Barefoot Running

Deep down I love running. I always have. Not that I’ve ever been any good at it, but that’s not the point, it’s not about how quick you are compared to others, it’s about how you challenge yourself. Running hasn’t always been to kind to me; like most runners, I’ve had my fair share of injuries. Maybe because of these injuries, or because I took a job at a company that provided a free, on-site gym, I had found I was running less and less. In my 20s I ran a bit of cross-country, a few half-marathons, and two soul-crushingly painful marathons. In the past few years I haven’t run more than 20 miles a week for the fear of knee problems.

In January 2010 I read ‘Born to Run’ by Christopher McDougall ( and it made me reassess everything I thought I knew about running. More importantly, it gave me hope that, if I could slightly change my running style, I might be able to run further and faster than before, with less chance of injury. To me that’s like saying, ‘here’s how to eat chocolate and ice cream without gaining any calories’.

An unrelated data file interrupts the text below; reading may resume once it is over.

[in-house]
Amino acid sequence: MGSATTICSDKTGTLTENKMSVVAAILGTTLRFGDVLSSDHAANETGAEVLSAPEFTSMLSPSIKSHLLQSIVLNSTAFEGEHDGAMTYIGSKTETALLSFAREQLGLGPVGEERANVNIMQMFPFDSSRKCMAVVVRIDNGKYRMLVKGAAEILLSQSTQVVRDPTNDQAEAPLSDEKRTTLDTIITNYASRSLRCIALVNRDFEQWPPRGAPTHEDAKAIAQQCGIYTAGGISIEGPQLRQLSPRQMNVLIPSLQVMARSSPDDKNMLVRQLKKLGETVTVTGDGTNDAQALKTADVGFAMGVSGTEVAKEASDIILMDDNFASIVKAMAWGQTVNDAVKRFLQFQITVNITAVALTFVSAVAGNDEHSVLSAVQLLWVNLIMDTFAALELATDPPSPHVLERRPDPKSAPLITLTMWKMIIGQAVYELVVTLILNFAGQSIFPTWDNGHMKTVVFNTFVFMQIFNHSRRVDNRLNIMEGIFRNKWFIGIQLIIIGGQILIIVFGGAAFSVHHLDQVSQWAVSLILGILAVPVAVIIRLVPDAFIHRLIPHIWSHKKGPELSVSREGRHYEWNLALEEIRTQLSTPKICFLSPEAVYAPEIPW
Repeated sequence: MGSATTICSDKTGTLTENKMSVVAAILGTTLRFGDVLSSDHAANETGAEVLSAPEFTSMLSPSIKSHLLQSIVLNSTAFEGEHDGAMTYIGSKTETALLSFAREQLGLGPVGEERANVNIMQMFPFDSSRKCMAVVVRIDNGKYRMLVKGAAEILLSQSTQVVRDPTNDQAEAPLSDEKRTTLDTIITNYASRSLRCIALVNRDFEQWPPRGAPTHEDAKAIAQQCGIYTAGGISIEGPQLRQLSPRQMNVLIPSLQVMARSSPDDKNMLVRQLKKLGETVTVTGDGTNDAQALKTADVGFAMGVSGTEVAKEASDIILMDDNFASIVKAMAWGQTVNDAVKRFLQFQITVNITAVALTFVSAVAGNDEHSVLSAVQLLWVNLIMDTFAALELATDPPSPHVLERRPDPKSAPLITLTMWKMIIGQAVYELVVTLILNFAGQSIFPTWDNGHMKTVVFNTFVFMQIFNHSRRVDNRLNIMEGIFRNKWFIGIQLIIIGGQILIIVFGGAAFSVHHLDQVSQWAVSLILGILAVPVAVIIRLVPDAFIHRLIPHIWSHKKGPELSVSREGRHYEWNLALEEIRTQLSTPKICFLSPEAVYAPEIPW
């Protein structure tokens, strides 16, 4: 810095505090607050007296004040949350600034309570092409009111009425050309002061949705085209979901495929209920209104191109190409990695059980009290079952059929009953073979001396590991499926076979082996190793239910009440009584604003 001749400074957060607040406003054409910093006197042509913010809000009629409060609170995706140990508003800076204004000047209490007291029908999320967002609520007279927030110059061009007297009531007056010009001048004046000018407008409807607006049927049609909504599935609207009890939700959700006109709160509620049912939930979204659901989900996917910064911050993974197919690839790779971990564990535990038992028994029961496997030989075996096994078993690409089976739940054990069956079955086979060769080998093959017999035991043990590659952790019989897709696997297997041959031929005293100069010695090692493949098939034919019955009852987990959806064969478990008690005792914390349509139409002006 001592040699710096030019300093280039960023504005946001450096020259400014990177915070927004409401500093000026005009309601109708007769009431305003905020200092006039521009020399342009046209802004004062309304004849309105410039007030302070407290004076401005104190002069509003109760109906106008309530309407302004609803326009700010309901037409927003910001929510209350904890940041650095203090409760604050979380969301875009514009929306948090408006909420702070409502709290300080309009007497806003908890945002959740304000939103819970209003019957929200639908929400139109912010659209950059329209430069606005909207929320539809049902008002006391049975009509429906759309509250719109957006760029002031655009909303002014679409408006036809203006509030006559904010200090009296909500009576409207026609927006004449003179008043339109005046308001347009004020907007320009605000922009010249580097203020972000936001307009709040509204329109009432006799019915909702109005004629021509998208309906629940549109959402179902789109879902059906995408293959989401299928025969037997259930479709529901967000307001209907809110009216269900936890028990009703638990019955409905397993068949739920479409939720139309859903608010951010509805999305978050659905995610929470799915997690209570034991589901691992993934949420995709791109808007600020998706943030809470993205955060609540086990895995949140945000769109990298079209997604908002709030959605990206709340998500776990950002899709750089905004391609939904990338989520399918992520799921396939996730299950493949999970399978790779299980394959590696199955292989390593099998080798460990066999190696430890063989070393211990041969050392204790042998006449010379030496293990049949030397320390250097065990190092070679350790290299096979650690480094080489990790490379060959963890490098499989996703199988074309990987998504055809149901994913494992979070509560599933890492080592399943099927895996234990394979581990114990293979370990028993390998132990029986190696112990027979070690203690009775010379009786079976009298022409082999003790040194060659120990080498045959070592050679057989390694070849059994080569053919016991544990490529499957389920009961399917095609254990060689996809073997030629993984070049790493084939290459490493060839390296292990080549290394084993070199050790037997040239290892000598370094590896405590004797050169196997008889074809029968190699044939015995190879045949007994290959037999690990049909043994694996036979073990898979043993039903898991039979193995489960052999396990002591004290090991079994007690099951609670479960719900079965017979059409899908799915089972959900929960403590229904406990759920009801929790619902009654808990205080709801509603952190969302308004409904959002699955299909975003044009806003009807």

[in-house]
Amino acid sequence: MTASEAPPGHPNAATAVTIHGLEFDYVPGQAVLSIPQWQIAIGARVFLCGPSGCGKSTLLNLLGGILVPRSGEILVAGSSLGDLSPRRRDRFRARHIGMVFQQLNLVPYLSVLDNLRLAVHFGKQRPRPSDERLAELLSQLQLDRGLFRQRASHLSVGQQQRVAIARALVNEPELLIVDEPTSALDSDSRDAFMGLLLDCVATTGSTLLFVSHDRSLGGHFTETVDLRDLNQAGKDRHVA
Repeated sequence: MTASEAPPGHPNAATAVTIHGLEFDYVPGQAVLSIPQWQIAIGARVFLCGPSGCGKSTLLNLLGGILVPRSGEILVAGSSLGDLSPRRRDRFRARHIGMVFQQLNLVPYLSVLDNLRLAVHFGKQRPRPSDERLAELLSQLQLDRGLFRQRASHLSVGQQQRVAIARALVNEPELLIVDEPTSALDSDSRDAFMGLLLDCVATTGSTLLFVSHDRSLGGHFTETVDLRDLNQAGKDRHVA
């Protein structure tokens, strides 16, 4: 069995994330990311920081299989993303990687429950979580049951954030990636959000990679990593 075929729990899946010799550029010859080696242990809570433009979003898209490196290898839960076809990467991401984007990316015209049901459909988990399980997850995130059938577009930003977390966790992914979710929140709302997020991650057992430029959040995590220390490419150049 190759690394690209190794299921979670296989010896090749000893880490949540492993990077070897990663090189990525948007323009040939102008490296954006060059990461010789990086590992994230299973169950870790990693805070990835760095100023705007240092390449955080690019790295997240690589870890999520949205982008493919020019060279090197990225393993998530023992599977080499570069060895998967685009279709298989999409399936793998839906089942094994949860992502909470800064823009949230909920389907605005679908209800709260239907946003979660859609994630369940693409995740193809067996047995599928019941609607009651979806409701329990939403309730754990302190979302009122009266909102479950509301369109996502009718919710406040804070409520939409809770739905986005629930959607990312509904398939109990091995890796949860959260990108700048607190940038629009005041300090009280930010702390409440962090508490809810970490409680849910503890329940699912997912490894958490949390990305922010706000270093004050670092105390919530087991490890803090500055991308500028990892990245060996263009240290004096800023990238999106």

Born to Run is an epic adventure that began with one simple question: Why does my foot hurt? In search of an answer, Christopher McDougall sets off to find a tribe of the world’s greatest distance runners and learn their secrets, and in the process shows us that everything we thought we knew about running is wrong.
Isolated by the most savage terrain in North America, the reclusive Tarahumara Indians of Mexico’s deadly Copper Canyons are custodians of a lost art. For centuries they have practiced techniques that allow them to run hundreds of miles without rest and chase down anything from a deer to an Olympic marathoner while enjoying every mile of it. Their superhuman talent is matched by uncanny health and serenity, leaving the Tarahumara immune to the diseases and strife that plague modern existence. With the help of Caballo Blanco, a mysterious loner who lives among the tribe, the author was able not only to uncover the secrets of the Tarahumara but also to find his own inner ultra-athlete, as he trained for the challenge of a lifetime: a fifty-mile race through the heart of Tarahumara country pitting the tribe against an odd band of Americans, including a star ultramarathoner, a beautiful young surfer, and a barefoot wonder.